Bone mineral density, osteopenia and osteoporosis
Bone mineral density, which generally increases in response to impact exercise, can actually be compromised in response to sudden, sever increases in training volume, low oestrogen levels, insufficient nutrient intake and low body mass.  Low bone mineral density is significant, not only because of the long-term risk of osteoporosis, but also because of the short-term injury risk for the athlete.  Stress fractures have been shown to be higher in athletes with low bone mineral density, and take longer to heal in those with contributing risk factors.

Treatment is often difficult, as athletes will likely resist increasing body weight and decreasing training loads.  Athletes also find it difficult to admit to menstrual problems and eating problems, particularly if they have spiraled deep into the circle if self-destruction and denial.  Early diagnosis is important.  Treatment of eating disorders, which should be undertaken by qualified staff, is paramount.

Menstrual disturbance should be medically assessed to ensure that it’s not pathological.  The return of menses, which should occur after a reduction in training volume and a return to a healthy body weight is ideal.  A reduction in training volume of around 10% is recommended, though this does vary from one individual to the next.  Energy intake should be increased gradually.

The contraceptive pill and other hormonal medications are prescribed in many cases, but don’t cure the underlying causes.  Bone mineral density has been shown to increase after the resumption of menses, but bone mineral density may never return to normal levels, even after years of regular menses and hormonal use.

Further information

  • There is lots of useful information relating to the Triad on the Female Athlete Triad Colation website.
  • Some useful information relating to eating disorders can be found on the B-eat website (uk) and on Bodywhys (Ireland).
  • The Eating Disorders in Sport research group at Loughborough University also have good information on their website, and look for research participants from time to time.
  • UK Sport produced a good downloadable booklet entitled Eating Disorders in Sport which is specifically designed for practitioners and coaches working with high performance athletes.
A number of good books are available for those suffering from eating disorders as well as those supporting those suffering from anorexia and bulima.  These are just some of the options available:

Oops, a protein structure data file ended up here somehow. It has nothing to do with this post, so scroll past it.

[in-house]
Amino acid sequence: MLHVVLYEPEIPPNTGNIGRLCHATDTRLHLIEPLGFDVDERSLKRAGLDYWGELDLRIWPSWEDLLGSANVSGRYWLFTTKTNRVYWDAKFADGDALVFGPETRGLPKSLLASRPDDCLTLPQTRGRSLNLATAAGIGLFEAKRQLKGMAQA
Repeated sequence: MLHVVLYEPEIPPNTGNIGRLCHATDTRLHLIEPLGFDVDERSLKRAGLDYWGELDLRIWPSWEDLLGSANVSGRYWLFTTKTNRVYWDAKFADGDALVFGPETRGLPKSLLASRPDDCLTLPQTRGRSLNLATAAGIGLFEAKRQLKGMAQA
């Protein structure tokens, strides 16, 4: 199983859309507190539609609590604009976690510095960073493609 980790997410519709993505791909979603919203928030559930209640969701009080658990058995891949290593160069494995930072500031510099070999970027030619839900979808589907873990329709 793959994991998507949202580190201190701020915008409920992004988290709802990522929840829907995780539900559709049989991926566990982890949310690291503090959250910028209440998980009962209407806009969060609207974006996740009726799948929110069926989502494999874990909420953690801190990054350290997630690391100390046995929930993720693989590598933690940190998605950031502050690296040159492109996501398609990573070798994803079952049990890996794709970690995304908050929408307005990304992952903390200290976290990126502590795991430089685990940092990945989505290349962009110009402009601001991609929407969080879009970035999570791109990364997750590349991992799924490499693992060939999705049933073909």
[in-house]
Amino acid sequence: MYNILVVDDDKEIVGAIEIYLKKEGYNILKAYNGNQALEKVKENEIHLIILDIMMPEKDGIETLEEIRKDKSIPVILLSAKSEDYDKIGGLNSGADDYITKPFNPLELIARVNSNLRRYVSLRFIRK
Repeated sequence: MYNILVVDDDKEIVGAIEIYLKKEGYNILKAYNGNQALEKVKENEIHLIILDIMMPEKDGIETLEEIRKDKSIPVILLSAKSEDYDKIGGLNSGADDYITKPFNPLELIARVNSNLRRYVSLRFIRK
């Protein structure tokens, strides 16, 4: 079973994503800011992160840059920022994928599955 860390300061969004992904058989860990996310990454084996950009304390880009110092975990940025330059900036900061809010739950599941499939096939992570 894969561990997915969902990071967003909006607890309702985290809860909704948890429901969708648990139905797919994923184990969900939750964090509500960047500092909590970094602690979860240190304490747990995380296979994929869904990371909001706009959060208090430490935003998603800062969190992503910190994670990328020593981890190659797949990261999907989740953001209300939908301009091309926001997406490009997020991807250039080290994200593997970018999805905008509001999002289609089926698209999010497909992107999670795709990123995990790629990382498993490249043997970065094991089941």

Eating disorders are not exclusive to women, and there is an increasing rate of disordered eating, body
dismorphic disorder and biogrexia among male exercisers. This book highlights some of the issues:


Here are some good general books looking at issues faced by female athletes:


Monday, 11 November 2013

Striking a balance

Last week I delivered a workshop to a group of sports scholarship students at the University of East London.  The session specifically looked how a student-athlete can set about creating a balance in their lives, an environment which will both help them in their sport and facilitate their development as a human being.  Some interesting discussion followed.  Here is a summary of the key points:

No man is an island
Athletes, like everyone else, live in an ever changing environment, and have to interact with many different people, and balance many different aspects in their lives.  These are just some of the many things that athletes (and particularly student-athletes), need to be good at:
  • Managing budgets
  • Selling themselves (to funders and potential sponsors)
  • Dealing with the media
  • Managing their time
  • Organising and planning
  • Coping with setbacks (bouncebackability)
  • Managing relationships (with coaches, teammates, fans, sponsors)
  • Coping with pressure (from the press, fans, teammates, self, parents)
  • Decision making
  • Accepting the uncontrollable
  • Negociating
  • Striking a balance
  • Setting goals
All these skills are required in addition to the physical and mental attributes required for their sport, and more than a good measure of hardwork.  The above factors are just some of the elements which make up the ‘athlete lifestyle’

Getting a balance